Swallow-tailed hummingbird

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Swallow-tailed hummingbird
Eupetomena macroura -Piraju, Sao Paulo, Brazil-8.jpg
Adult in Piraju, São Paulo, Brazil
Conservation status
Scientific classification
Kingdom: Animalia
Phylum: Chordata
Class: Aves
Subclass: Neornithes
Infraclass: Neognathae
(unranked): Cypselomorphae
Order: Apodiformes
Family: Trochilidae
Subfamily: Trochilinae
Genus: Eupetomena (disputed)
Gould, 1853
Species: E. macroura
Binomial name
Eupetomena macroura
(Gmelin, 1788)
Synonyms

Campylopterus macrourus (Gmelin, 1788) (but see text)
Trochilus macrourus Gmelin, 1788
[2]

The swallow-tailed hummingbird (Eupetomena macroura) is a species in the hummingbird family (Trochilidae), found mainly in east-central South America. Most authorities place it in the monotypic genus Eupetomena, although some place it in Campylopterus based on song and the thick shafts of the males' first primaries.[2] Its common name and specific epithet (which means "large-tailed") both refer to the long, deeply forked, somewhat swallow-like tail.

Description[edit]

Showing forked tail. Photographed in Piraju, São Paulo, Brazil
Adult, from São Paulo Botanical Garden, Brazil

With a total length of 15–17 cm (6-6½ in), nearly half of which is made up by the tail, and weighing up to 9 g (0.32 oz), this is a relatively large hummingbird. Indeed, in much of its range it is the largest species of typical hummingbird. Its wings are also nearly 8 cm long – quite much for its size by hummingbird standards –, though its bill is only of mediocre length, with c.21 mm (0.83 in) not longer in absolute terms than that of many smaller relatives.

Its plumage is brilliant iridescent green, with a blue head, upper chest, tail and vent. The tiny white spot behind the eye, common among hummingbirds, is often not visible in this species, but the white ankle tufts, also common among the Trochilinae, are well-developed. The remiges are blackish-brown. It has a slightly decurved medium-long black bill. The sexes are very similar, but females are about one-fourth smaller and slightly duller than males on average. Immature birds appear like females, but their heads are particularly dull and brownish-tinged.[2]

Its voice includes relatively loud psek notes and weaker twitters. A tik call is given when excited or alarmed.

It is virtually unmistakable, although occasionally confused with the male violet-capped woodnymph (Thalurania glaucopis). These have only a blue cap however, the remainder of their head is the same green as the belly.

Subspecies[edit]

There are 5 subspecies currently recognized, the last one of which was not described until 1988.[3] They vary mainly in the hue of the plumage, with the blue sections ranging from green-tinged blue over ultramarine to deep royal blue, and the green sections ranging from golden bronzy-green over deep bottle-green to blue-tinged green. The nominate subspecies and E. m. simoni occur over a wide range, while the others are more localized endemics:[2]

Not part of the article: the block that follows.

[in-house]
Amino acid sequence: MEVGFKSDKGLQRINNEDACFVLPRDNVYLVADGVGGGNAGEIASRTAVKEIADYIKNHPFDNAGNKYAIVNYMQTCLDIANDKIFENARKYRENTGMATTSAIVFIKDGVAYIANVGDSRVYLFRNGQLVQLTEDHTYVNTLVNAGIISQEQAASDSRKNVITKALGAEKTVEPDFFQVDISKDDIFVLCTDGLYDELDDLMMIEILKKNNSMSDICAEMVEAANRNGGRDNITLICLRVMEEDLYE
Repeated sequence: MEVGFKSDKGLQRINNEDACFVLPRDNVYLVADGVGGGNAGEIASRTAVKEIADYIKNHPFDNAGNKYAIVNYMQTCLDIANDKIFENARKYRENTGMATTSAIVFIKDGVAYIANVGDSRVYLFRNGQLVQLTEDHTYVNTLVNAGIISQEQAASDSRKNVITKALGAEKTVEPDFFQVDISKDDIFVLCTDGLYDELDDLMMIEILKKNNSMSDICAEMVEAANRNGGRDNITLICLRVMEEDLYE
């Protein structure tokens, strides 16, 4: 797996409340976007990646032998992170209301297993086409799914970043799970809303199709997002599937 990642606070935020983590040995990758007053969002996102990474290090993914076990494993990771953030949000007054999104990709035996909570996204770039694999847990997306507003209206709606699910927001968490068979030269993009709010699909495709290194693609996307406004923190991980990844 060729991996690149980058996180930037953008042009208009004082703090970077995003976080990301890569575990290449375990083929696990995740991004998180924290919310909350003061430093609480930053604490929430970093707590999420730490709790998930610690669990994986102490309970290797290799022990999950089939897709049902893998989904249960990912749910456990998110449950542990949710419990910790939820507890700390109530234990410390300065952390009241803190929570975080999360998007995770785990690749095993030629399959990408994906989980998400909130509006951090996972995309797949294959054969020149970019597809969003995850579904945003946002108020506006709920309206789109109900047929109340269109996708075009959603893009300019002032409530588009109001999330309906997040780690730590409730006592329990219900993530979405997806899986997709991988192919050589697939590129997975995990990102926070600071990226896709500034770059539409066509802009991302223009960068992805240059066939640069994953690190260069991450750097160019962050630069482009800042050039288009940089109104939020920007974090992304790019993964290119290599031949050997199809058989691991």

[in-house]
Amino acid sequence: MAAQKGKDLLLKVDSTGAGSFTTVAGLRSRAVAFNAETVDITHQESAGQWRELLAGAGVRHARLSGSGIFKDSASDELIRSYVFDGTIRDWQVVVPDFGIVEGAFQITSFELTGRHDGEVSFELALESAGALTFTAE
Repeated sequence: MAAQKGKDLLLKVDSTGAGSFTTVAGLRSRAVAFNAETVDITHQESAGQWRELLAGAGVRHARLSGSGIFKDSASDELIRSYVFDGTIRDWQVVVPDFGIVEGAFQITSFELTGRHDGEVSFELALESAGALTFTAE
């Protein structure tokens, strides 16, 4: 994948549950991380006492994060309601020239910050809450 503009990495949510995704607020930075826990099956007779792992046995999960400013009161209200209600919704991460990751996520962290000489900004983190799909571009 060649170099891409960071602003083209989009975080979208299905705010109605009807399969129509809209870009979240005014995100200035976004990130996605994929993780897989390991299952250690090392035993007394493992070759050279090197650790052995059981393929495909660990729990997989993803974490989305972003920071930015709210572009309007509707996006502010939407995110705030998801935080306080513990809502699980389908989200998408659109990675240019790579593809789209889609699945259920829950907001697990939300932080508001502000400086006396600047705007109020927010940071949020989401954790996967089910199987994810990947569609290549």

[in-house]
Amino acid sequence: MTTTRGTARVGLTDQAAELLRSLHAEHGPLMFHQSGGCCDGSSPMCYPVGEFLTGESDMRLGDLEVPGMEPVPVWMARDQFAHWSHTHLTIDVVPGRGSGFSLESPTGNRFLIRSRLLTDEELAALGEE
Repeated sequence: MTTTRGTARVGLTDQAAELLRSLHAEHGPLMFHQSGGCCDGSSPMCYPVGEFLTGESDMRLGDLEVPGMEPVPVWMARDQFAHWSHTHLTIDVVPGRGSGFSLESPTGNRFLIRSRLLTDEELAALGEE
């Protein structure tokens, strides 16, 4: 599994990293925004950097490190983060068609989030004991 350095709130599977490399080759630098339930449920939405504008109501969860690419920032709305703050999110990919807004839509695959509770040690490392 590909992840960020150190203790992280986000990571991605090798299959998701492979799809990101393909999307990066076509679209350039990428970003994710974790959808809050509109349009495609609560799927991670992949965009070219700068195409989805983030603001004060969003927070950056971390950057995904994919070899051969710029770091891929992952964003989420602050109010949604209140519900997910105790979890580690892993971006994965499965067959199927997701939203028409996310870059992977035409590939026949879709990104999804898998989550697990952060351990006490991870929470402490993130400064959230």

Blue parts ultramarine, green parts deep bottle-green
  • Eupetomena macroura hirundo (Gould, 1875) – E Peru
Blue quite dull, tail less deeply forked
The bluest subspecies; blue parts dark royal blue, green parts blue-tinged.
The greenest subspecies; head more green than blue, green parts pure bright green.
  • Eupetomena macroura cyanoviridis (Grantsau, 1988)Serra do Mar in S São Paulo state
Another very green subspecies; blue parts green-tinged, green parts golden bronzy green.

Distribution and ecology[edit]

The majority of the range of the swallow-tailed hummingbird is in the Caatinga and Cerrado of Brazil, and adjacent parts of northern and eastern Bolivia, and far northern Paraguay. In the coastal regions, it occurs from French Guiana in north to Santa Catarina, Brazil, in south.[5]

It generally avoids the rainforest found throughout most of the Amazon Basin, and only extends locally into this region along the southern and eastern edge, in the relatively open habitats along the lowermost sections of the Amazon River, including Marajó Island, and upstream to around the Tapajós River, and in isolated enclaves of woodland or savanna-like habitats within the Amazon (including so-called "Amazonian Caatinga") in south-eastern Peru (upper Urubamba River and Pampas del Heath),[6] southern Suriname (Sipaliwini savanna),[7] central Brazil, and northern Bolivia.

It occurs in virtually any semi-open habitat; even gardens and parks within major cities[8] such as Rio de Janeiro and São Paulo. It avoids the interior of humid forest, but does occur in openings or along the edge; the swallow-tailed hummingbird is most common among savanna-like vegetation. It is generally a species of lowlands, but occurs locally up to 1,500 m (4,900 ft). Not a true migrant, some populations move north or south a short distance in the dry winter months.[2]